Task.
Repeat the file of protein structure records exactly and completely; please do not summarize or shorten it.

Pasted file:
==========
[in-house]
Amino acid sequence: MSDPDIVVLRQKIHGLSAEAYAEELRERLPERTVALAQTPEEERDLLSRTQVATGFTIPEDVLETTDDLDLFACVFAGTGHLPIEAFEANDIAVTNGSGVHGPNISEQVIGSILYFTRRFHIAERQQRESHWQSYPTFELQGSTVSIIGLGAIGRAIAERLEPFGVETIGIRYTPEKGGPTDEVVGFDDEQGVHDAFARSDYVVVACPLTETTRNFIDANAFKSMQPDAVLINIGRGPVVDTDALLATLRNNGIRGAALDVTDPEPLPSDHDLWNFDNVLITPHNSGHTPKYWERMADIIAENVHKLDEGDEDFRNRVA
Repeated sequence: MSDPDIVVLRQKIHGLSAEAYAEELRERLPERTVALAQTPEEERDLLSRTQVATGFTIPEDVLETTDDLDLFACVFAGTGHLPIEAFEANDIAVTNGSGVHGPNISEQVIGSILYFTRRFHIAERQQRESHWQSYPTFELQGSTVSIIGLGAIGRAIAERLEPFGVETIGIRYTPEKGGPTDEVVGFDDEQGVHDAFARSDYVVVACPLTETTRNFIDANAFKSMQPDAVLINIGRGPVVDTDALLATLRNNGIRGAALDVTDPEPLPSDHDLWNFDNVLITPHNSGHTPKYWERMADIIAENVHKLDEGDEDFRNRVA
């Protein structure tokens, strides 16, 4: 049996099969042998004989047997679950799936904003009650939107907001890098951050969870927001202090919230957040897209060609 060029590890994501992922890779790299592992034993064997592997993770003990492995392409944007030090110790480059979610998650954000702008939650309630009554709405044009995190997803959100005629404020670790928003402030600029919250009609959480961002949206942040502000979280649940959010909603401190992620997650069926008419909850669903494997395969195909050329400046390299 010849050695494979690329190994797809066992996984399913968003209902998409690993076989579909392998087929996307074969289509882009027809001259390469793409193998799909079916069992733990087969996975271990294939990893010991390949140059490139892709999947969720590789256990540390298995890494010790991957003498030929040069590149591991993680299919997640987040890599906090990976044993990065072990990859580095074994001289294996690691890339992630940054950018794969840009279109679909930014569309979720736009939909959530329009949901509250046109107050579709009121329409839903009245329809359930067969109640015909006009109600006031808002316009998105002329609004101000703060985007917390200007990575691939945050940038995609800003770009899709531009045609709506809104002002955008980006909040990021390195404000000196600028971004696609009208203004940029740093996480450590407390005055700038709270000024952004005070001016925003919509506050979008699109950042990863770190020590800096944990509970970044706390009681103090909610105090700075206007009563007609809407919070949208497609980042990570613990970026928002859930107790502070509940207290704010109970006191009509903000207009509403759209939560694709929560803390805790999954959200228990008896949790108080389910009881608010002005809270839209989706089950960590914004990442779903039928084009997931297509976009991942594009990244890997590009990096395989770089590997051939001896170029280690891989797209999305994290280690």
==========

[in-house]
Amino acid sequence: MSDPDIVVLRQKIHGLSAEAYAEELRERLPERTVALAQTPEEERDLLSRTQVATGFTIPEDVLETTDDLDLFACVFAGTGHLPIEAFEANDIAVTNGSGVHGPNISEQVIGSILYFTRRFHIAERQQRESHWQSYPTFELQGSTVSIIGLGAIGRAIAERLEPFGVETIGIRYTPEKGGPTDEVVGFDDEQGVHDAFARSDYVVVACPLTETTRNFIDANAFKSMQPDAVLINIGRGPVVDTDALLATLRNNGIRGAALDVTDPEPLPSDHDLWNFDNVLITPHNSGHTPKYWERMADIIAENVHKLDEGDEDFRNRVA
Repeated sequence: MSDPDIVVLRQKIHGLSAEAYAEELRERLPERTVALAQTPEEERDLLSRTQVATGFTIPEDVLETTDDLDLFACVFAGTGHLPIEAFEANDIAVTNGSGVHGPNISEQVIGSILYFTRRFHIAERQQRESHWQSYPTFELQGSTVSIIGLGAIGRAIAERLEPFGVETIGIRYTPEKGGPTDEVVGFDDEQGVHDAFARSDYVVVACPLTETTRNFIDANAFKSMQPDAVLINIGRGPVVDTDALLATLRNNGIRGAALDVTDPEPLPSDHDLWNFDNVLITPHNSGHTPKYWERMADIIAENVHKLDEGDEDFRNRVA
């Protein structure tokens, strides 16, 4: 049996099969042998004989047997679950799936904003009650939107907001890098951050969870927001202090919230957040897209060609 060029590890994501992922890779790299592992034993064997592997993770003990492995392409944007030090110790480059979610998650954000702008939650309630009554709405044009995190997803959100005629404020670790928003402030600029919250009609959480961002949206942040502000979280649940959010909603401190992620997650069926008419909850669903494997395969195909050329400046390299 010849050695494979690329190994797809066992996984399913968003209902998409690993076989579909392998087929996307074969289509882009027809001259390469793409193998799909079916069992733990087969996975271990294939990893010991390949140059490139892709999947969720590789256990540390298995890494010790991957003498030929040069590149591991993680299919997640987040890599906090990976044993990065072990990859580095074994001289294996690691890339992630940054950018794969840009279109679909930014569309979720736009939909959530329009949901509250046109107050579709009121329409839903009245329809359930067969109640015909006009109600006031808002316009998105002329609004101000703060985007917390200007990575691939945050940038995609800003770009899709531009045609709506809104002002955008980006909040990021390195404000000196600028971004696609009208203004940029740093996480450590407390005055700038709270000024952004005070001016925003919509506050979008699109950042990863770190020590800096944990509970970044706390009681103090909610105090700075206007009563007609809407919070949208497609980042990570613990970026928002859930107790502070509940207290704010109970006191009509903000207009509403759209939560694709929560803390805790999954959200228990008896949790108080389910009881608010002005809270839209989706089950960590914004990442779903039928084009997931297509976009991942594009990244890997590009990096395989770089590997051939001896170029280690891989797209999305994290280690």